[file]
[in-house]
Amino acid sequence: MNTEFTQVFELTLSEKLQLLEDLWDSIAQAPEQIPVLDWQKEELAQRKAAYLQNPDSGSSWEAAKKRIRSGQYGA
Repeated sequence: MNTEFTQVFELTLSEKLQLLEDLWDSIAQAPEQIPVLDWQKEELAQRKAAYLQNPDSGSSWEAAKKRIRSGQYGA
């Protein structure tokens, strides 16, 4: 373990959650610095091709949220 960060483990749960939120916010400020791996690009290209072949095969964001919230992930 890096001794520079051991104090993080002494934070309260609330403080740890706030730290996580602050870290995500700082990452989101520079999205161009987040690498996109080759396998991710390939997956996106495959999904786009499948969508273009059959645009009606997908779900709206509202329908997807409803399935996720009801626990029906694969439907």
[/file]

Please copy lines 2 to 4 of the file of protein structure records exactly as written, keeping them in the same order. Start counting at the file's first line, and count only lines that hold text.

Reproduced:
Amino acid sequence: MNTEFTQVFELTLSEKLQLLEDLWDSIAQAPEQIPVLDWQKEELAQRKAAYLQNPDSGSSWEAAKKRIRSGQYGA
Repeated sequence: MNTEFTQVFELTLSEKLQLLEDLWDSIAQAPEQIPVLDWQKEELAQRKAAYLQNPDSGSSWEAAKKRIRSGQYGA
């Protein structure tokens, strides 16, 4: 373990959650610095091709949220 960060483990749960939120916010400020791996690009290209072949095969964001919230992930 890096001794520079051991104090993080002494934070309260609330403080740890706030730290996580602050870290995500700082990452989101520079999205161009987040690498996109080759396998991710390939997956996106495959999904786009499948969508273009059959645009009606997908779900709206509202329908997807409803399935996720009801626990029906694969439907």